Nantes Upside Down
By Claude Bédard
Bike, drive, sail or simply walk… For this adventure, imagination is the only rule.
Nantes, intrepid city of Western France, has been growing ever more self-confident in character in recent years, and is not at risk of crawling back into its shell any time soon.
Last June 15th, it launched an 8.5-kilometer urban trail on both sides of the Loire estuary to Saint-Nazare. The “Voyage à Nantes” trail, designated by a pink line along the ground, passed through some 30 unique sectors often featuring silly (playful?) installations. For two months, locals and visitors were invited to put aside all reason and stroll through a city turned upside down by art.
“Voyage à Nantes,” a lighthearted, innovative and downright eccentric concept, was fleshed out with performances, exhibits and other artistic adventures. The event will be repeated in summer 2013, as more than 600,000 visitors flocked to the Pays de la Loire capital to partake in this artsy expedition.
One of the organizers’ creations was Crêpetown, the biggest crêperie in the world, housed in an abandoned building known for its late-night gatherings. Convivial barbecues were also set up along the river, and impromptu concerts lured curious onlookers into joining the festivities.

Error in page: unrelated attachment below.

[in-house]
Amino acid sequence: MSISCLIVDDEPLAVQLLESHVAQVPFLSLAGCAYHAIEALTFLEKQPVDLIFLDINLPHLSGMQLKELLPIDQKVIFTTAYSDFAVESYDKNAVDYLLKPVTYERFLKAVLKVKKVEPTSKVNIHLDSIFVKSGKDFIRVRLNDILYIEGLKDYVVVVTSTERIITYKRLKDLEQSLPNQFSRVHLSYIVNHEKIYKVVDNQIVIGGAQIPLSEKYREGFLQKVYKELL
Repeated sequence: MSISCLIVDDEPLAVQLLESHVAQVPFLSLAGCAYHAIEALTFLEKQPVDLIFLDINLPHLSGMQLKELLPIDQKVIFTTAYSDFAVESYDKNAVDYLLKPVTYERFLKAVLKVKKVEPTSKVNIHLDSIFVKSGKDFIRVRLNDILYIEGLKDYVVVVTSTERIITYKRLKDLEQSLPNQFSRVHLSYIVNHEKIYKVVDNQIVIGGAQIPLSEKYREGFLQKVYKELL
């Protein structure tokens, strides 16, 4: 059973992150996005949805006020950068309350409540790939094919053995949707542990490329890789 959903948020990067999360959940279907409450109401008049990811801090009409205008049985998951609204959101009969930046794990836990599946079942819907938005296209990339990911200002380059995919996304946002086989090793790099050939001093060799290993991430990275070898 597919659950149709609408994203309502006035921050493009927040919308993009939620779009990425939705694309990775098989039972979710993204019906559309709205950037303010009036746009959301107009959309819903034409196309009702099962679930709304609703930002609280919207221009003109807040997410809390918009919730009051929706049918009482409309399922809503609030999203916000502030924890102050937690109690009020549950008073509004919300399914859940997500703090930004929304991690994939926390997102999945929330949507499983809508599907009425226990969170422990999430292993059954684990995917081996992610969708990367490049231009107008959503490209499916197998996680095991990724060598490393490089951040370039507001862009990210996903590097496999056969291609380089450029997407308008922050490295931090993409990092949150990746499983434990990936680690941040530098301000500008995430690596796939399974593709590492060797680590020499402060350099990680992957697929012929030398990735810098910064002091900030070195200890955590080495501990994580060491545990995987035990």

In the city center’s covered Passage Pommeraye, an area designated as a historical monument, filmmaker Agnès Varda recreated Michel Piccoli’s boutique in “Une chambre en ville.” Meanwhile, in a nearby squat, Varda invited beggars and the homeless to speak their minds in a highly original fashion. The famous fountain at Place Royale, one of Nantes’ most popular attractions, disappeared under a ‘royal mount’ erected to inspire climbing and exploration among the young and young at heart. Another unusual but surefire crowd pleaser was the daily Lucky Luke-style western rodeo that took over the interior courtyard of the Château des ducs de Bretagne.
On the renovated site of an old shipyard on Nantes Island, a four-story, 50-ton elephant could be seen parading along the island with nearly 50 passengers on its back, spraying passersby with its trunk. Hats off to the crazy craftsmen who built the gigantesque machine! And, in gentle mocking of a vast construction site at Place du Bouffay, a portion of a facade seemed to be defying the laws of gravity, hanging 10 meters up in the air. On the outskirts of Couëron village, a three-story stone house was seen floating in the river…
Finally, the public was invited to board a gastronomic cruise to contemplate the curiosities lining the Loire and prolong the discovery to Trentemoult, a traditional fishing village renowned for its organic market and crooked, colored houses. With this impressive series of events, Nantes is propelling itself into the ranks of must-see destinations. Far from eclipsing the heritage of this great French city, “Voyage à Nantes” highlights its heritage with an aura of artistic freedom and characteristic French joie de vivre. Stay tuned for 2013 programming to prepare your own awe-inspiring journey to Nantes.